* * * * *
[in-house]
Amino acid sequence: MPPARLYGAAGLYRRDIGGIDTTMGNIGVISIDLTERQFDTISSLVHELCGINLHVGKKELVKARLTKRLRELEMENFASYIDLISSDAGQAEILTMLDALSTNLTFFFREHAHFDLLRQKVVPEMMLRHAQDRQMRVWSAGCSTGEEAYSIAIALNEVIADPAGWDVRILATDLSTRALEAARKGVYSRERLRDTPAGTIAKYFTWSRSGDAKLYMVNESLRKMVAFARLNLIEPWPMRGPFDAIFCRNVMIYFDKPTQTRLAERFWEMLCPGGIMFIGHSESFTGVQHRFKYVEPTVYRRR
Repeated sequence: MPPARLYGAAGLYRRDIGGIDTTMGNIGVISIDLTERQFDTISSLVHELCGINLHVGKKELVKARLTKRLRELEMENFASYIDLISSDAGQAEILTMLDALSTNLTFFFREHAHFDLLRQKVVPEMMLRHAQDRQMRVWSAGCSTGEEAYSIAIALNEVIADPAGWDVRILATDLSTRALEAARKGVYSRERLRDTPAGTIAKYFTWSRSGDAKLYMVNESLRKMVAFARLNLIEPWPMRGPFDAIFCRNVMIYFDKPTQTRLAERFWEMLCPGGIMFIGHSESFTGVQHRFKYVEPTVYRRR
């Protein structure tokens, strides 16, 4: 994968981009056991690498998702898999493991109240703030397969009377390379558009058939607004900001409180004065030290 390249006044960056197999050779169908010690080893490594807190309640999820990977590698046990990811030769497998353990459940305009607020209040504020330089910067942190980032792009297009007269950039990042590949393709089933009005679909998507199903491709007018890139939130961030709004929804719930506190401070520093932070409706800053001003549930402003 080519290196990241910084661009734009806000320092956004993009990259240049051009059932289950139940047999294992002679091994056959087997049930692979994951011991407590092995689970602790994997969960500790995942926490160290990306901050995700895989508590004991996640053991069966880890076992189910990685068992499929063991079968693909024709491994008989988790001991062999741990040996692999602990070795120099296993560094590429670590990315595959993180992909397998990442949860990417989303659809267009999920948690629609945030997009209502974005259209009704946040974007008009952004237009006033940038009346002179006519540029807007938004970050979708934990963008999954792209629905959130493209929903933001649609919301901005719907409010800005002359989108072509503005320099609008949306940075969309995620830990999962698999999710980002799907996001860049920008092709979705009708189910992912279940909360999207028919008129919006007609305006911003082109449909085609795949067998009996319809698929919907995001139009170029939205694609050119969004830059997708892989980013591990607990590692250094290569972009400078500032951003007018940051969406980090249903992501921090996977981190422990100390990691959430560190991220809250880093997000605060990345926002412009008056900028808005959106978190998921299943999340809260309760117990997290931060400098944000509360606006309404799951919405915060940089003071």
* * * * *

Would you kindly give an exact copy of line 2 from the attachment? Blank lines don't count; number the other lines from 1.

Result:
Amino acid sequence: MPPARLYGAAGLYRRDIGGIDTTMGNIGVISIDLTERQFDTISSLVHELCGINLHVGKKELVKARLTKRLRELEMENFASYIDLISSDAGQAEILTMLDALSTNLTFFFREHAHFDLLRQKVVPEMMLRHAQDRQMRVWSAGCSTGEEAYSIAIALNEVIADPAGWDVRILATDLSTRALEAARKGVYSRERLRDTPAGTIAKYFTWSRSGDAKLYMVNESLRKMVAFARLNLIEPWPMRGPFDAIFCRNVMIYFDKPTQTRLAERFWEMLCPGGIMFIGHSESFTGVQHRFKYVEPTVYRRR